Today, expanded regulation of LDTs is being considered in Congress through two competing bills. The Verified Innovative Testing in American Laboratories (VITAL) Act9 proposes to keep regulatory oversight of LDTs with CMS, while the Verifying Accurate Leading-edge IVCT Development (VALID) Act10 proposes to establish new FDA authority for regulation of LDTs. The VALID Act would add another layer of oversight and bureaucracy designed for manufacturers who sell commercial tests to be duplicatively imparted on clinical laboratories that already are subject to CMS oversight. Looking back at lessons learned from the pandemic, we reflect on how critical our ability to develop a COVID-19 LDT was and the possible consequences of legislation that might curtail a clinical laboratory’s inclination to foster and support expertise in laboratory test development.

  1. Boburg S, O’Harrow R, Satija N, Goldstein A. Inside the coronavirus testing failure: alarm and dismay among the scientists who sought to help. The Washington Post. April 4, 2020.
  2. U.S. Food and Drug Administration. Overview of IVD regulation. Updated October 18, 2021. Accessed April 11, 2023.
  3. U.S. Food and Drug Administration. Laboratory developed tests. Updated September 29, 2023. Accessed April 13, 2023.
  4. FDA takes significant step in coronavirus response efforts, issues emergency use authorization for the first 2019 novel coronavirus diagnostic: crucial milestone reached in response to this outbreak. News release. U.S. Food and Drug Administration. February 4, 2020. Accessed April 12, 2023.
  5. U.S. Food and Drug Administration. Policy for coronavirus disease-2019 tests (revised): guidance for developers and Food and Drug Administration staff. March 16, 2020. Updated January 12, 2023. Accessed April 13, 2023.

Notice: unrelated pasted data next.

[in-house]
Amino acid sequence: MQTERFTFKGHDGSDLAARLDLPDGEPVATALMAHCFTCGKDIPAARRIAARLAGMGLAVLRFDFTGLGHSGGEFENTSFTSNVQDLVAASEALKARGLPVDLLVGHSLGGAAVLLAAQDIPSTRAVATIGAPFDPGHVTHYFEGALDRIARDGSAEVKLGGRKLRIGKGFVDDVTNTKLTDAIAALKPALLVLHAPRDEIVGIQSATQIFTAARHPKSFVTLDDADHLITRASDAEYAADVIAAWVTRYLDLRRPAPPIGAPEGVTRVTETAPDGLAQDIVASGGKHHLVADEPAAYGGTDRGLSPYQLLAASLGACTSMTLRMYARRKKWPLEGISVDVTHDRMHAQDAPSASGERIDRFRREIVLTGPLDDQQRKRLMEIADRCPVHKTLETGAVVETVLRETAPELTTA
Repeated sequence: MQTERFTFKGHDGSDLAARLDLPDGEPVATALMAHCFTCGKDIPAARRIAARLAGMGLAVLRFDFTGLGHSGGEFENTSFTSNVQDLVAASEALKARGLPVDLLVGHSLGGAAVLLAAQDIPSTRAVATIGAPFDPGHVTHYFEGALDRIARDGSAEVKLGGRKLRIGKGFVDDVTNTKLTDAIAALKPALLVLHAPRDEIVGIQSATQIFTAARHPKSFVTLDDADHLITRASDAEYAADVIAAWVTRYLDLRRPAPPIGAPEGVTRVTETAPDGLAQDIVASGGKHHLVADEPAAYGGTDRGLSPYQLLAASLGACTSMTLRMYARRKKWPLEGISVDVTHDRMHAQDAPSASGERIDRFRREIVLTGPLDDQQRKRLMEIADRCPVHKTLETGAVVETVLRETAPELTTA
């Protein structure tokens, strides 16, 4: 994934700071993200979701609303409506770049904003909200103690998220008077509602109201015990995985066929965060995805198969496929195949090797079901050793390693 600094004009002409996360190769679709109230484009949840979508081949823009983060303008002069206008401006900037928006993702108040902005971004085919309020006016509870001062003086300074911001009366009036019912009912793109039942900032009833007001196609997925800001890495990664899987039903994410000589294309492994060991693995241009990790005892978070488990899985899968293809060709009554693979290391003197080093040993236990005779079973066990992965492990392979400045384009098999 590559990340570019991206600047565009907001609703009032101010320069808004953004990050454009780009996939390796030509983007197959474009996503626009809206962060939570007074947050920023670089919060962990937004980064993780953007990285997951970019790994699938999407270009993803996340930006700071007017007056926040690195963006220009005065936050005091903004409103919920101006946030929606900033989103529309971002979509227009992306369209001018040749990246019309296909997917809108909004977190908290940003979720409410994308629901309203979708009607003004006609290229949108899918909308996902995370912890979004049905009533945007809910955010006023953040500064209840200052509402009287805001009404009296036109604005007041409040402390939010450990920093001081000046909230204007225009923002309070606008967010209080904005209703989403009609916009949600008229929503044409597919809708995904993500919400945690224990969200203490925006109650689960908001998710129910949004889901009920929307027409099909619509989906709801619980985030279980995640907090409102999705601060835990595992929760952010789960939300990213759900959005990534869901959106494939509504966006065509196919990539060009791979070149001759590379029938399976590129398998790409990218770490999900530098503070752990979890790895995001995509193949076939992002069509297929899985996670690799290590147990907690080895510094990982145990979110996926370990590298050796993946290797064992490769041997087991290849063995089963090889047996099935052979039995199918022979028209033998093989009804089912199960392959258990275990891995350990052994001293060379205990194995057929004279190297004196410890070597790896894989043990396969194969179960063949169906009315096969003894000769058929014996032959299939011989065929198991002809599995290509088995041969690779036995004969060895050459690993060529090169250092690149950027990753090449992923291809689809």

6. Public Health issues order closing schools and imposing countywide directive to stop holding gatherings of 50 or more people. News release. City of Madison. March 15, 2020. Accessed April 13, 2023.
  7. Moran JH, Kessler L, Moylan J, et al. Modifying laboratory testing via home brew during the COVID-19 pandemic. J Clin Transl Sci. 2021;5(1):e93. doi: 10.1017/ctx.2021.5
  8. Tsai JM, Tolan NV, Petrides AK, et al. How SARS-CoV-2 transformed the clinical laboratory: challenges and lessons learned. J Appl Lab Med. 2021;6(5):1338-1354. doi: 10.1093/jalm/jfab034.
  9. Verified Innovative Testing in American Laboratories (VITAL) Act of 2021. S 1666, 117th Cong (2021). Accessed April 13, 2023.
  10. Verifying Accurate Leading-edge IVCT Development (VALID) Act of 2021. HR 4158, 117th Cong (2021). Accessed April 13, 2023.

Author Affiliations: Department of Pathology and Laboratory Medicine, University of Wisconsin School of Medicine and Public Health and University of Wisconsin Hospitals and Clinics, Madison, Wisconsin (Rehrauer, Yang).
Corresponding Author: David T. Yang, MD, Department of Pathology and Laboratory Medicine, University of Wisconsin, B4/251b CSC, 600 Highland Ave, Madison, WI 53792; phone 608.265.5095; email; ORCID ID 0000-0002-9488-1704
Funding/Support: None declared.
Financial Disclosures: None declared.